I daresay that I’m like a lot of you in that I spend a fair bit of time on Facebook. This blog has a Facebook page (which, by the way, you should head on over and Like immediately). I have a Facebook page, several of our bloggers, such as Harriet Hall, Steve Novella, Mark Crislip, Scott Gavura, Paul Ingraham, Jann Bellamy, Kimball Atwood, John Snyder, and Clay Jones, have Facebook pages. It’s a ubiquitous part of life, and arguably part of the reason for our large increase in traffic over the last year. There are many great things about Facebook, although there are a fair number of issues as well, mostly having to do with privacy and a tendency to use automated scripts that can be easily abused by cranks like antivaccine activists to silence skeptics refuting their pseudoscience. Also, of course, every Facebook user has to realize that Facebook makes most of its money through targeted advertising directed at its users; so the more its users reveal the better it is for Facebook, which can more precisely target advertising.

Whatever good and bad things about Facebook there are, however, there’s one thing that I never expected the company to be engaging in, and that’s unethical human subjects research, but if stories and blog posts appearing over the weekend are to be believed, that’s exactly what it did, and, worse, it’s not very good research. The study, entitled “Experimental evidence of massive-scale emotional contagion through social networks“, was published in the Proceedings of the National Academy of Sciences of the United States of America (PNAS), and its corresponding (and first) author is Adam D. I. Kramer, who is listed as being part of the Core Data Science Team at Facebook. Co-authors include Jamie E. Guillory at the Center for Tobacco Control Research and Education, University of California, San Francisco and Jeffrey T. Hancock from the Departments of Communication and Information Science, Cornell University, Ithaca, NY.

IRB? Facebook ain’t got no IRB. Facebook don’t need no IRB! Facebook don’t have to show you any stinkin’ IRB approval!” Sort of.

There’s been a lot written over a short period of time (as in a couple of days) about this study. Therefore, some of what I write will be my take on issues others have already covered. However, I’ve also delved into some issues that, as far as I’ve been able to tell, no one has covered, such as why the structure of PNAS might have facilitated a study like this “slipping through” despite its ethical lapses.

Before I get into the study itself, let me just discuss a bit where I come from in this discussion. I am trained as a basic scientist and a surgeon, but these days I mostly engage in translational and clinical research in breast cancer. The reason is simple. It’s always been difficult for all but a few surgeons to be both a basic researcher and a clinician and at the same time do both well. However, with changes in the economics of even academic health care, particularly the ever-tightening drive for clinicians to see more patients and generate more RVUs, it’s become darned near impossible. So clinicians who are still driven (and masochistic) enough to want to do research have to go with where their strengths are, and make sure there’s a strong clinical bent to their research. That involves clinical trials, in my case cancer clinical trials. That’s how I became so familiar with how institutional review boards (IRBs) work and with the requirements for informed consent. I’ve also experienced what most clinical researchers have experienced, both personally and through interactions with their colleagues, and that’s the seemingly never-ending tightening of the requirements for what constitutes true informed consent. For the most part, this is a good thing. However, at times it does appear that IRBs seem to go a bit too far, particularly in the social sciences. This PNAS study, however, is not one of them.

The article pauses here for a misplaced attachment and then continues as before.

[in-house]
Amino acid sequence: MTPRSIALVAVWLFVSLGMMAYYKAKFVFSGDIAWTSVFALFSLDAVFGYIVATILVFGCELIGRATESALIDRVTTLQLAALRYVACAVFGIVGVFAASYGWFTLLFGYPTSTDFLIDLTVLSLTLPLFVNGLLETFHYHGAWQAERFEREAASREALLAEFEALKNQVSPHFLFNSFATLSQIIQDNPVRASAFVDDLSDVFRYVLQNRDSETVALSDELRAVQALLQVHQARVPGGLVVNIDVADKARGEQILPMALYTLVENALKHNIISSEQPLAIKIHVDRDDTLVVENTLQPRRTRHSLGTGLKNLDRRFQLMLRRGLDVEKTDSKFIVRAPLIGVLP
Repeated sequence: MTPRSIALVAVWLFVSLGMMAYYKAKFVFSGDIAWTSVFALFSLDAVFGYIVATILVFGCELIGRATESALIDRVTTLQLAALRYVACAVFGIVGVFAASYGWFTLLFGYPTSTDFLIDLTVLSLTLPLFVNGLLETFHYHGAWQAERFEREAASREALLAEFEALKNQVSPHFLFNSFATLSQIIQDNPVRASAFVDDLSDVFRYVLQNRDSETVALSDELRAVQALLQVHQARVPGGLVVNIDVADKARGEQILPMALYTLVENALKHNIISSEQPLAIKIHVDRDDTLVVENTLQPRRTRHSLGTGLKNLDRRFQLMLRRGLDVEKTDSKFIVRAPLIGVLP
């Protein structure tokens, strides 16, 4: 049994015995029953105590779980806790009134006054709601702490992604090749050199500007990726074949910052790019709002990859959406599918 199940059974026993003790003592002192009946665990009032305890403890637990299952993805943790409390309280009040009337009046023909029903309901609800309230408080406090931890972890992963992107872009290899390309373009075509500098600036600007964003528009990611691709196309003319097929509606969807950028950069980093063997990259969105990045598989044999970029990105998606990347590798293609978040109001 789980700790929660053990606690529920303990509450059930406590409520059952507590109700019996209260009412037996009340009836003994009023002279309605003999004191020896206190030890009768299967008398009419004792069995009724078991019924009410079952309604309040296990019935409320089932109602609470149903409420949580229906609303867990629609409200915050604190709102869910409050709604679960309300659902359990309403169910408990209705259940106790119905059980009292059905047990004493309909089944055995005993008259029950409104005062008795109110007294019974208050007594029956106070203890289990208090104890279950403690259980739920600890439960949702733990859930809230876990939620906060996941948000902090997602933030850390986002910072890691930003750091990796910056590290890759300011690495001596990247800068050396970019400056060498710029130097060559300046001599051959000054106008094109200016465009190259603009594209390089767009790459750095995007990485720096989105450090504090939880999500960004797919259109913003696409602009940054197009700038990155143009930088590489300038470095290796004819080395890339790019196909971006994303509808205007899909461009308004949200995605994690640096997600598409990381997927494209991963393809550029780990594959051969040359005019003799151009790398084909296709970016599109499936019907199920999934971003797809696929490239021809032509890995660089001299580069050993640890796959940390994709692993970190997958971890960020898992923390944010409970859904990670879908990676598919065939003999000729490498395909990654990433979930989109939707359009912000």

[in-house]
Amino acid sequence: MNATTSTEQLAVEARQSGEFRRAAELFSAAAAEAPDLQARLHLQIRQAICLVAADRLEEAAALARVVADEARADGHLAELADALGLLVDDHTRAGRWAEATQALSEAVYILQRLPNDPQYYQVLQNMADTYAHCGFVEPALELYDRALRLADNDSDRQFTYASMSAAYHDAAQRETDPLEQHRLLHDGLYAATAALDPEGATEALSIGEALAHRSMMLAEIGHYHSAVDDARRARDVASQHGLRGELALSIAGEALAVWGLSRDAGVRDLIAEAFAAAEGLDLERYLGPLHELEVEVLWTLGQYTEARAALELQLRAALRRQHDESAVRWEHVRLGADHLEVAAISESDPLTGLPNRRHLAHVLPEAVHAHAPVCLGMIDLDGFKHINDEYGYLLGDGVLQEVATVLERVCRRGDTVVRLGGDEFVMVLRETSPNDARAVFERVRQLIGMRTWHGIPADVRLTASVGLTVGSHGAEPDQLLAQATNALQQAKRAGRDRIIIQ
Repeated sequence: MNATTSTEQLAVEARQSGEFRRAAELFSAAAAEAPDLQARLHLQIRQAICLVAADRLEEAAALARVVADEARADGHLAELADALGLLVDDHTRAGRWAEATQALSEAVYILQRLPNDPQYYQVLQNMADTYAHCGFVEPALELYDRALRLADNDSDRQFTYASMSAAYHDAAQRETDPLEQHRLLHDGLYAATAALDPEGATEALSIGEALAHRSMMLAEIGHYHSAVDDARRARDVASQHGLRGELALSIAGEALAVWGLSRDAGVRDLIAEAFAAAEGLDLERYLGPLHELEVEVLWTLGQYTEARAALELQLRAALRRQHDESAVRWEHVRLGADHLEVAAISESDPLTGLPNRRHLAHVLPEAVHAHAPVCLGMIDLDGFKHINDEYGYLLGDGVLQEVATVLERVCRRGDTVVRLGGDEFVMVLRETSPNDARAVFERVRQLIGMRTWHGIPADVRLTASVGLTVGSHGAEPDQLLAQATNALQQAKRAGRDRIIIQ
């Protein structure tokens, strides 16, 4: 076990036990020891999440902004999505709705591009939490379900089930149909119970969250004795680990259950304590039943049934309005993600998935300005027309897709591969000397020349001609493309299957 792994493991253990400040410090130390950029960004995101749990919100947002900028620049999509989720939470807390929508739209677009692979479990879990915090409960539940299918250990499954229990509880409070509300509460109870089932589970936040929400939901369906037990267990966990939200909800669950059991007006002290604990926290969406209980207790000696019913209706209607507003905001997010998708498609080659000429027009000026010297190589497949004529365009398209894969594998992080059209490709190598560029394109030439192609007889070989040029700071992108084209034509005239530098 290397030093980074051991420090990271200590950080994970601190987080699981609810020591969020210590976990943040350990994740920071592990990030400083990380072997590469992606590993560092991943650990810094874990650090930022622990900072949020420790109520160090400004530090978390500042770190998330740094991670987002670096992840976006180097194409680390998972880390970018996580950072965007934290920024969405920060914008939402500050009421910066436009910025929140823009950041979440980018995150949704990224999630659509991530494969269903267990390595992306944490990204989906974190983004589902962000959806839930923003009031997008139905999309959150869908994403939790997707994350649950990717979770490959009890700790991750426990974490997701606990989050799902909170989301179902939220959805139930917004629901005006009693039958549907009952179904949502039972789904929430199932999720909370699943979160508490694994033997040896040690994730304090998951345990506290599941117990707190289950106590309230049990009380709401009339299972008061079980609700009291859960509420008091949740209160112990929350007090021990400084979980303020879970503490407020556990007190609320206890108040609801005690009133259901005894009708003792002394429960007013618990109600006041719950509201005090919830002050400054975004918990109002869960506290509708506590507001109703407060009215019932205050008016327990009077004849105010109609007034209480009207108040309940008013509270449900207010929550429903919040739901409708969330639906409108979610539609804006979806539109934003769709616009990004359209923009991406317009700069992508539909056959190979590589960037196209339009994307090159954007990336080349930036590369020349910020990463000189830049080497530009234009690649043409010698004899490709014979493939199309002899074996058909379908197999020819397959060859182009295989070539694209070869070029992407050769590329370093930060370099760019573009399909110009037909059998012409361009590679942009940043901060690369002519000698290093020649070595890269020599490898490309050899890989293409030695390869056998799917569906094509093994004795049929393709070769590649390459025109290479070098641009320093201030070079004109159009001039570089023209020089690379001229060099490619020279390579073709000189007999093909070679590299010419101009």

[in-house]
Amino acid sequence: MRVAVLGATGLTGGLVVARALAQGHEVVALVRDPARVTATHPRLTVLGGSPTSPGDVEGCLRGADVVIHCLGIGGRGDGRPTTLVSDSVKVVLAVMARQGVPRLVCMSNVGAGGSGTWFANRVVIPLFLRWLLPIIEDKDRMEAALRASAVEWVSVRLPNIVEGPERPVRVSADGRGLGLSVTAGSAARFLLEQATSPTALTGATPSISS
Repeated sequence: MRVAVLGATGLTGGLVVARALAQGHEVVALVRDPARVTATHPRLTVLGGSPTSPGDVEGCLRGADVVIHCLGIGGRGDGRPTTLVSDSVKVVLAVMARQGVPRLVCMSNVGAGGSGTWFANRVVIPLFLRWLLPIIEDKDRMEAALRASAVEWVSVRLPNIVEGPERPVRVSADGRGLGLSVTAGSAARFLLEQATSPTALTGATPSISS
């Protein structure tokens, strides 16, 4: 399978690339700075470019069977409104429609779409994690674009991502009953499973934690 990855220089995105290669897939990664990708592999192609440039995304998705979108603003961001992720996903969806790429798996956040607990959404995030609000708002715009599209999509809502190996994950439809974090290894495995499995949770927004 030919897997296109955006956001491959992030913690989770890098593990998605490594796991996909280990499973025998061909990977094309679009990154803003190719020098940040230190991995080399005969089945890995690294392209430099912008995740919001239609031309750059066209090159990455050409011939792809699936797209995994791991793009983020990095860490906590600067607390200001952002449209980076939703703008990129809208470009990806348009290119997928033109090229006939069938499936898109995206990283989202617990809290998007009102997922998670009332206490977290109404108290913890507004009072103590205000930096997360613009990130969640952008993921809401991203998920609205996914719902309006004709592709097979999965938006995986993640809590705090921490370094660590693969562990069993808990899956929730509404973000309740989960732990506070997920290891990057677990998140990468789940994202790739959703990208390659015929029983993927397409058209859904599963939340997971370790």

The mile high view of the study is that Facebook intentionally manipulated the feeds of 689,003 English-speaking Facebook users between January 11th-18th, 2012 in order to determine whether showing more “positive” posts in a user’s Facebook feed was an “emotional contagion” that would inspire the user to post more “positive” posts himself or herself. Not surprisingly, Kramer et al found that showing more “positive” posts did exactly that, at least within the parameters as defined, and that showing more “negative” posts resulted in more “negative” posting. I’ll discuss the results in more detail and problems with the study methodology in a moment. First, here’s the rather massive problem. Where is the informed consent? This is what the study says about informed consent and the ethics of the experiment:

Posts were determined to be positive or negative if they contained at least one positive or negative word, as defined by Linguistic Inquiry and Word Count software (LIWC2007) (9) word counting system, which correlates with self-reported and physiological measures of well-being, and has been used in prior research on emotional expression (7, 8, 10). LIWC was adapted to run on the Hadoop Map/Reduce system (11) and in the News Feed filtering system, such that no text was seen by the researchers. As such, it was consistent with Facebook’s Data Use Policy, to which all users agree prior to creating an account on Facebook, constituting informed consent for this research. Both experiments had a control condition, in which a similar proportion of posts in their News Feed were omitted entirely at random (i.e., without respect to emotional content).